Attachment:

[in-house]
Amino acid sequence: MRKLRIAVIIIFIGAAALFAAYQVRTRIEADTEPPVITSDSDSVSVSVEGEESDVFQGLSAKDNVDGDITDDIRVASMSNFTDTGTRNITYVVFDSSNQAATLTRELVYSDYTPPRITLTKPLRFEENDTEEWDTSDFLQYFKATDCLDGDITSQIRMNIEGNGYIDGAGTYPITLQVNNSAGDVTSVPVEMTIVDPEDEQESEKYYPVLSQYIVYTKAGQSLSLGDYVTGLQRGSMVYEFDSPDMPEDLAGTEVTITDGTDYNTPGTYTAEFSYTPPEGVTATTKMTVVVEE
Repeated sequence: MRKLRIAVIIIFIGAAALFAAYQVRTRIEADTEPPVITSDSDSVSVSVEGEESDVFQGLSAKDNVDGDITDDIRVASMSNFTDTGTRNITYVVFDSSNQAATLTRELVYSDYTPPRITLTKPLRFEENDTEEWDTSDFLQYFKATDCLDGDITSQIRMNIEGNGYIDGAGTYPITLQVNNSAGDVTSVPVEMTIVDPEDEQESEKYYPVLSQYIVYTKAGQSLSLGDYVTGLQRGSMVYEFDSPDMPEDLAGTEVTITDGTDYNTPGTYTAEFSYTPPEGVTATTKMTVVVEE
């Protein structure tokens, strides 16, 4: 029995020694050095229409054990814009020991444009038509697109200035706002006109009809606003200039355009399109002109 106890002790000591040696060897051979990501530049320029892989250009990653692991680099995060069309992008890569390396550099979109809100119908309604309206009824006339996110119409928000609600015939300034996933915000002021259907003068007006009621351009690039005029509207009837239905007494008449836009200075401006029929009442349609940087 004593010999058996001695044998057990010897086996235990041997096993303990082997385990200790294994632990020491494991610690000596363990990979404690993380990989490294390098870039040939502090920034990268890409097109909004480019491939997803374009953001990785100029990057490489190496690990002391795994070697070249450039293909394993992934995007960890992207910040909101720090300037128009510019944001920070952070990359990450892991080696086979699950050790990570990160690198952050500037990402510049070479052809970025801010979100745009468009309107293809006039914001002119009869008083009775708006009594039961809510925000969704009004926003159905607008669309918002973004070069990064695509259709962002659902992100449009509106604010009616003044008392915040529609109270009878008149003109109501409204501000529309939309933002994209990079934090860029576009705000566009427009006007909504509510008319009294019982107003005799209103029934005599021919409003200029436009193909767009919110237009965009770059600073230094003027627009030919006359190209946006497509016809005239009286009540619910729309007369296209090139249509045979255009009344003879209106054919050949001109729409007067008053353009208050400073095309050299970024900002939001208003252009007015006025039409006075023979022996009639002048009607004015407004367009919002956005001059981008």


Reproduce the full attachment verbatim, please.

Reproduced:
[in-house]
Amino acid sequence: MRKLRIAVIIIFIGAAALFAAYQVRTRIEADTEPPVITSDSDSVSVSVEGEESDVFQGLSAKDNVDGDITDDIRVASMSNFTDTGTRNITYVVFDSSNQAATLTRELVYSDYTPPRITLTKPLRFEENDTEEWDTSDFLQYFKATDCLDGDITSQIRMNIEGNGYIDGAGTYPITLQVNNSAGDVTSVPVEMTIVDPEDEQESEKYYPVLSQYIVYTKAGQSLSLGDYVTGLQRGSMVYEFDSPDMPEDLAGTEVTITDGTDYNTPGTYTAEFSYTPPEGVTATTKMTVVVEE
Repeated sequence: MRKLRIAVIIIFIGAAALFAAYQVRTRIEADTEPPVITSDSDSVSVSVEGEESDVFQGLSAKDNVDGDITDDIRVASMSNFTDTGTRNITYVVFDSSNQAATLTRELVYSDYTPPRITLTKPLRFEENDTEEWDTSDFLQYFKATDCLDGDITSQIRMNIEGNGYIDGAGTYPITLQVNNSAGDVTSVPVEMTIVDPEDEQESEKYYPVLSQYIVYTKAGQSLSLGDYVTGLQRGSMVYEFDSPDMPEDLAGTEVTITDGTDYNTPGTYTAEFSYTPPEGVTATTKMTVVVEE
């Protein structure tokens, strides 16, 4: 029995020694050095229409054990814009020991444009038509697109200035706002006109009809606003200039355009399109002109 106890002790000591040696060897051979990501530049320029892989250009990653692991680099995060069309992008890569390396550099979109809100119908309604309206009824006339996110119409928000609600015939300034996933915000002021259907003068007006009621351009690039005029509207009837239905007494008449836009200075401006029929009442349609940087 004593010999058996001695044998057990010897086996235990041997096993303990082997385990200790294994632990020491494991610690000596363990990979404690993380990989490294390098870039040939502090920034990268890409097109909004480019491939997803374009953001990785100029990057490489190496690990002391795994070697070249450039293909394993992934995007960890992207910040909101720090300037128009510019944001920070952070990359990450892991080696086979699950050790990570990160690198952050500037990402510049070479052809970025801010979100745009468009309107293809006039914001002119009869008083009775708006009594039961809510925000969704009004926003159905607008669309918002973004070069990064695509259709962002659902992100449009509106604010009616003044008392915040529609109270009878008149003109109501409204501000529309939309933002994209990079934090860029576009705000566009427009006007909504509510008319009294019982107003005799209103029934005599021919409003200029436009193909767009919110237009965009770059600073230094003027627009030919006359190209946006497509016809005239009286009540619910729309007369296209090139249509045979255009009344003879209106054919050949001109729409007067008053353009208050400073095309050299970024900002939001208003252009007015006025039409006075023979022996009639002048009607004015407004367009919002956005001059981008």